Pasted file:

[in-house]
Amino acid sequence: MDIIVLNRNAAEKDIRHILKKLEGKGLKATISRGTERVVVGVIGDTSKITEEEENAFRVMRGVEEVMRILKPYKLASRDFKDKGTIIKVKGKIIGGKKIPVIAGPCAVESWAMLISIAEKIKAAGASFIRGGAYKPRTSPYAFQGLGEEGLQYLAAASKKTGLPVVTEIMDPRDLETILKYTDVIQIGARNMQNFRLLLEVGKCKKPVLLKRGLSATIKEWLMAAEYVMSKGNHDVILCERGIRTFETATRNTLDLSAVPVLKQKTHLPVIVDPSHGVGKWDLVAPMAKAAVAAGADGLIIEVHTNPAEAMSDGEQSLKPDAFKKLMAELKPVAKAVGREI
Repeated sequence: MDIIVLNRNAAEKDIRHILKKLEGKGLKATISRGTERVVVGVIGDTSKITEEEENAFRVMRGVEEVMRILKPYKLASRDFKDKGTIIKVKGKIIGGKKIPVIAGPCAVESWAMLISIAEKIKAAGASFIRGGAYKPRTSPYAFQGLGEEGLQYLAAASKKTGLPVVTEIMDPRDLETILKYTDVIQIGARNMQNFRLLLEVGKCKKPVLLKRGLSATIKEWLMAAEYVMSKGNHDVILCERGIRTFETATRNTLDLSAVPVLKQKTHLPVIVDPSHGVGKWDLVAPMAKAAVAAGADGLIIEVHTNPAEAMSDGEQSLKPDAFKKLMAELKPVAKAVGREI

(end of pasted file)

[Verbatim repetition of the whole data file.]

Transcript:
[in-house]
Amino acid sequence: MDIIVLNRNAAEKDIRHILKKLEGKGLKATISRGTERVVVGVIGDTSKITEEEENAFRVMRGVEEVMRILKPYKLASRDFKDKGTIIKVKGKIIGGKKIPVIAGPCAVESWAMLISIAEKIKAAGASFIRGGAYKPRTSPYAFQGLGEEGLQYLAAASKKTGLPVVTEIMDPRDLETILKYTDVIQIGARNMQNFRLLLEVGKCKKPVLLKRGLSATIKEWLMAAEYVMSKGNHDVILCERGIRTFETATRNTLDLSAVPVLKQKTHLPVIVDPSHGVGKWDLVAPMAKAAVAAGADGLIIEVHTNPAEAMSDGEQSLKPDAFKKLMAELKPVAKAVGREI
Repeated sequence: MDIIVLNRNAAEKDIRHILKKLEGKGLKATISRGTERVVVGVIGDTSKITEEEENAFRVMRGVEEVMRILKPYKLASRDFKDKGTIIKVKGKIIGGKKIPVIAGPCAVESWAMLISIAEKIKAAGASFIRGGAYKPRTSPYAFQGLGEEGLQYLAAASKKTGLPVVTEIMDPRDLETILKYTDVIQIGARNMQNFRLLLEVGKCKKPVLLKRGLSATIKEWLMAAEYVMSKGNHDVILCERGIRTFETATRNTLDLSAVPVLKQKTHLPVIVDPSHGVGKWDLVAPMAKAAVAAGADGLIIEVHTNPAEAMSDGEQSLKPDAFKKLMAELKPVAKAVGREI